Virtual Studio Code, also known as VS Code, is one of the most popular integrated development environments (IDEs). It’s free, works with a large number of languages, is easy to use and offers tons of extensions to make the tool even more useful.
One other reason why VS Code is such a great option is that it makes it both possible and easy for you to work with code from a GitHub repository. Not only can you add a GitHub repository, but you can also better review and manage GitHub pull requests and issues with a handy extension, called GitHub Pull Requests and Issues.
I’m going to first show you how to install the extension and log in to your GitHub account. Once that’s done, we’ll add a GitHub repository to VS Code.
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What you’ll need
The only things you’ll need to make this work are a running instance of VS Code and a GitHub account you can log in to. I’ll be demonstrating with VS Code on Pop!_OS, so you’ll have to alter the Git installation process to match your operating system. That’s it. Let’s do this.
How to install Git
The first thing that must be done is the installation of Git. The installation of VS Code does not add Git into the mix, so you must do it manually.
To install git on a Ubuntu-based distribution, open a terminal window and issue the command:
sudo apt-get install git -y
Once the command finishes, you’re ready to continue on.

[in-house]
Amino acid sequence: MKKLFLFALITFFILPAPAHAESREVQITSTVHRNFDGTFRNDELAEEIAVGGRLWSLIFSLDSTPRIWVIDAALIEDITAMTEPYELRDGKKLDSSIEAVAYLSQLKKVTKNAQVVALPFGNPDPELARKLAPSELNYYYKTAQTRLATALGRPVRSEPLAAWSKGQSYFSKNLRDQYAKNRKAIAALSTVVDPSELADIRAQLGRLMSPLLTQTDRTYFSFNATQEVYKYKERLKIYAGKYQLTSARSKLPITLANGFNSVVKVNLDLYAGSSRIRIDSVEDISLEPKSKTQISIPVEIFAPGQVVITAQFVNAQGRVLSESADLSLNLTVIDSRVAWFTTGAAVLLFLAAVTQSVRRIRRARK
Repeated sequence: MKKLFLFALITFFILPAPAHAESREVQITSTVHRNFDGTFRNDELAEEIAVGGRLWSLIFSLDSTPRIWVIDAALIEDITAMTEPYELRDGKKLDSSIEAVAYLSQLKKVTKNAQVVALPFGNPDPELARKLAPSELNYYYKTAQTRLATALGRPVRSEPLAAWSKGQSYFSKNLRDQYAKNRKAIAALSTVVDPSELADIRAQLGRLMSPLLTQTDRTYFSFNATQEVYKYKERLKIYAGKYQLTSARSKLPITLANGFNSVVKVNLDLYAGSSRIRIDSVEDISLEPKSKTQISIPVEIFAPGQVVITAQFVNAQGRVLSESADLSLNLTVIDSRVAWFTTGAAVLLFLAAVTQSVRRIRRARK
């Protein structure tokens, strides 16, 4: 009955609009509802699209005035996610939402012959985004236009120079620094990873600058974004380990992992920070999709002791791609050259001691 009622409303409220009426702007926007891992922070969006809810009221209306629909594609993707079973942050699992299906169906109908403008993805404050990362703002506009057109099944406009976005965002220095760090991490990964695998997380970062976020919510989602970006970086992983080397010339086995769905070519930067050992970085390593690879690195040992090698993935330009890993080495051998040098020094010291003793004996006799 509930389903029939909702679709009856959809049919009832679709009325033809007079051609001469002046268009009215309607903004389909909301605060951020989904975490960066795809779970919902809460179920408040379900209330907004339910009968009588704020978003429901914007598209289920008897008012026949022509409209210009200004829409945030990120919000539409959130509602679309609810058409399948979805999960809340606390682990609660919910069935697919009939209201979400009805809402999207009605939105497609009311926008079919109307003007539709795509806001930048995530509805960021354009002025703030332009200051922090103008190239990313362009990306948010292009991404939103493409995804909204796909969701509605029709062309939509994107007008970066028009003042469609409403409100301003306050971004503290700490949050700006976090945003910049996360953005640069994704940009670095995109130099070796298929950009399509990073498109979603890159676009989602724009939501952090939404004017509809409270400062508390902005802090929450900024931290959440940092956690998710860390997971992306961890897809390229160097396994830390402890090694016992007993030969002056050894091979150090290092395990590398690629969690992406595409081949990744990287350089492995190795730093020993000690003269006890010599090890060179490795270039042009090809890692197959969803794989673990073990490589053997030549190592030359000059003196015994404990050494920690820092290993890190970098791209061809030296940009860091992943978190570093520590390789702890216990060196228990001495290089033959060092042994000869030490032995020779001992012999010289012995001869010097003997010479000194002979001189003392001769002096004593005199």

How to install the GitHub Pull Requests and Issues extension
Open VS Code, and click on the gear icon in the bottom left corner. From the pop-up menu (Figure A), click Extensions.
In the resulting window (Figure B), type GitHub, and then click Install for GitHub Pull Requests and Issues.
Once the installation is installed, you’ll see a new GitHub icon in the VS Code left sidebar. Click that icon, and you’ll see a Sign In button (Figure C).
Click Sign In, and a pop-up will open informing you Visual Studio Code wants to sign in using GitHub. Click Allow, and your default browser will open. If you’ve not already signed in to your GitHub account, do so. Upon successful authentication, you’ll be redirected back to VS Code, where you’ll see the extension is now connected to your GitHub account and is ready to use (Figure D).
How to add a specific GitHub repository to VS Code
Now, we’re going to add a GitHub repository to VS Code. You’ll want to go back to your GitHub account with your default browser and locate the address of the repository you want to add. Once you’ve navigated to the repository in question, click the Code dropdown, and copy the URL under HTTPS (Figure E).
Go back to VS Code, and click the Source Control icon in the left navigation (third from the top). In the Source Control window (Figure F), click Clone Repository.
You should now see an address bar at the top of the VS Code window (Figure G).
Paste the address of your repository in that address bar, and hit Enter on your keyboard. You will then be prompted to select a local repository location. For this, just locate a directory in the file manager pop-up to house the source.
Once you’ve done that, your default web browser will open again, asking you to authorize VS Code access to the account. When prompted, click Authorize Visual Studio-Code, which will direct you back to VS Code, where you must inform the app that you trust the authors (Figure H).
You should then see the VS Code Explorer open to display the files found in the repository (Figure I).
Congratulations! You’ve just connected VD Code to both your GitHub account and a GitHub repository. This outstanding IDE has just been made even more so.
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